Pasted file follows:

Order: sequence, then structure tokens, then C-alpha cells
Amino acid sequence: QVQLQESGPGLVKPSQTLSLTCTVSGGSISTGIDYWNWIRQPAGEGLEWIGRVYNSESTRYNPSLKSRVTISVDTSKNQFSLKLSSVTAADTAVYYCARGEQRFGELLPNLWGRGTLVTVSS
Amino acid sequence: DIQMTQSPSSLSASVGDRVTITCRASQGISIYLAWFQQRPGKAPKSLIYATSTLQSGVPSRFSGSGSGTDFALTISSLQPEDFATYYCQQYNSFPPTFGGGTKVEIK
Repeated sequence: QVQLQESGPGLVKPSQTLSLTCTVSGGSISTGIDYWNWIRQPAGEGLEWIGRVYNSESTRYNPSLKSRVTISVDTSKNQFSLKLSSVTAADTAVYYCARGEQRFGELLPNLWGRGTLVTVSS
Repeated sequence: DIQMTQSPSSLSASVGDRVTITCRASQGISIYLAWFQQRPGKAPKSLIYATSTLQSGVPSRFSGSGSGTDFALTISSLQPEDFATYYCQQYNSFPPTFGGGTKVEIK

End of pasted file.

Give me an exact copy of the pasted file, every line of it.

Order: sequence, then structure tokens, then C-alpha cells
Amino acid sequence: QVQLQESGPGLVKPSQTLSLTCTVSGGSISTGIDYWNWIRQPAGEGLEWIGRVYNSESTRYNPSLKSRVTISVDTSKNQFSLKLSSVTAADTAVYYCARGEQRFGELLPNLWGRGTLVTVSS
Amino acid sequence: DIQMTQSPSSLSASVGDRVTITCRASQGISIYLAWFQQRPGKAPKSLIYATSTLQSGVPSRFSGSGSGTDFALTISSLQPEDFATYYCQQYNSFPPTFGGGTKVEIK
Repeated sequence: QVQLQESGPGLVKPSQTLSLTCTVSGGSISTGIDYWNWIRQPAGEGLEWIGRVYNSESTRYNPSLKSRVTISVDTSKNQFSLKLSSVTAADTAVYYCARGEQRFGELLPNLWGRGTLVTVSS
Repeated sequence: DIQMTQSPSSLSASVGDRVTITCRASQGISIYLAWFQQRPGKAPKSLIYATSTLQSGVPSRFSGSGSGTDFALTISSLQPEDFATYYCQQYNSFPPTFGGGTKVEIK